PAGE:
Review: Sleepy Eyes of Death 2: Sword of Adventure (1964)

The second in the series of films about Nemuri Kyoshiro, retitled in the US as Sleepy Eyes of Death 2 (SEOD2), is truly one of the best written, acted, and shot samurai features I’ve ever seen.  Director Kenji Misume and cinematographer Chishi Makiura, both pros who would go on to work on over 40 titles each, are at the top of their respective games here.  This film is so good that I’m shocked that this series isn’t more well-known in the west.

In this entry, Kyoshiro meets an old man named Asahina (a dead ringer for Noh Okina masks!) during the new year’s celebrations at a local shrine.  At first the old man is more intrigued by Kyoshiro than Kyoshiro is by him, but those tables soon turn when Kyoshiro learns that Asahina is the finance minister to the shogun.  Unlike most officials in this type of film, Asahina is a good man who is fighting for change.  Kyoshiro becomes determined to protect him when there’s an attempt on the old man’s life and he learns that the minister has made an enemy of the shogun’s daughter through his attempts at reform.

The plot gets more complex as it goes along, and includes a wandering fortune telling spy and a rigged duel.  Deceit and intrigue are definitely centerpieces here, but the real revelation is the slow and deliberate unveiling of our hero’s sordid past.  Unlike many samurai movies of this era, this one keeps character development front and center and thereby provides a more satisfying experience.  We get just a bit more information about Kyoshiro’s origins but not so much that I felt that I knew his full story.  Sadly, there are any number of spoilers on the net so I probably know more than I should, but that’s certainly not the fault of the filmmakers.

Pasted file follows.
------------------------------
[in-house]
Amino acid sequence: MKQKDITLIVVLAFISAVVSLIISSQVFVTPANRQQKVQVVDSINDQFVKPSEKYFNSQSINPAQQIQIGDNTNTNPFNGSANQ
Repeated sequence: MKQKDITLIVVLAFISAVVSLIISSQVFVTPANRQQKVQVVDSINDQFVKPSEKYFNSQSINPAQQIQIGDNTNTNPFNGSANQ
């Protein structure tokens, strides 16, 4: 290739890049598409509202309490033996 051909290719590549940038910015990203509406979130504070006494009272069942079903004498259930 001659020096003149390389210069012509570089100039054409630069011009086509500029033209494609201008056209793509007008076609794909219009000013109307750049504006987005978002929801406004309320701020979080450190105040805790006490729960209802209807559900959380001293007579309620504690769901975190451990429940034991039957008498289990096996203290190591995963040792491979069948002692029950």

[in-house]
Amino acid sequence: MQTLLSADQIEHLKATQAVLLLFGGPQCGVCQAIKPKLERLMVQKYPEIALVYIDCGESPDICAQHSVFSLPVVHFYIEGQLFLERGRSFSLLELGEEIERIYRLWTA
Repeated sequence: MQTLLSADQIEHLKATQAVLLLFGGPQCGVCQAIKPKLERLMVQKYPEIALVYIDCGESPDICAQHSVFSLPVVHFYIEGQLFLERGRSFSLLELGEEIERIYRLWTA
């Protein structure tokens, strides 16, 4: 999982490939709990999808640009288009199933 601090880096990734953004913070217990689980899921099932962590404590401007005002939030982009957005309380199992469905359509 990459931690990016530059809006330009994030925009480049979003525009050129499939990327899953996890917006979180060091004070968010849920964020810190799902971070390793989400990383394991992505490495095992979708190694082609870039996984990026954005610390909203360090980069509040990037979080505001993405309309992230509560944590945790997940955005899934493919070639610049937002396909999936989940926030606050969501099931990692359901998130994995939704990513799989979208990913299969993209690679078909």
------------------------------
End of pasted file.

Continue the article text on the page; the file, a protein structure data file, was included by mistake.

Swordplay here is impressive, to say the least, but it isn’t the core of the feature.  Instead, fights are used judiciously throughout the film to further the plot and help us learn more about Kyoshiro’s place in the world.  Combat choreography is interesting and varied, but remains true to life in most respects.  The final battle in particular is a wonderful, Zatoichi-style melee that takes place in a forest and it’s not to be missed.

Raizo Ichikawa has never been more photogenic or charming, but somehow he keeps his celebrity from overwhelming the character he’s playing.  Kyoshiro is a man you just have to root for.  Much like Zatoichi, he’s an outcast with a skill set that gives him the confidence to do whatever he chooses.  He exists outside of the normal hierarchy of feudal Japan but he wedges himself in wherever he wants because most everyone else is intimidated by his formidable sword technique.

Speaking of which, just about all the actors are familiar faces if you’ve seen many samurai films from the 60’s, and they all deliver the top-notch performances I expect.  The only below-par performance is that of the unfortunate western actor who plays the fortune-teller’s husband.  I’d bet he was speaking Japanese phonetically but that combined with his cheesy fake hair make him a bit of a laughing stock when he should be inspiring our sympathy.

What really sets this film apart, though, are the sensational visuals.  Even on DVD (an excellent transfer from AnimEigo) the look of the film is really fine.  Shot composition is especially wonderful, with many shots framed in such a way as to emphasize the claustrophobic confines of society and illustrate its effect on the characters.  This is filmmaking at its best and I only hope that other entries in the series are as sharply defined.

This is one golden era jidaigeki film that’s not to be missed.  Very highly recommended.

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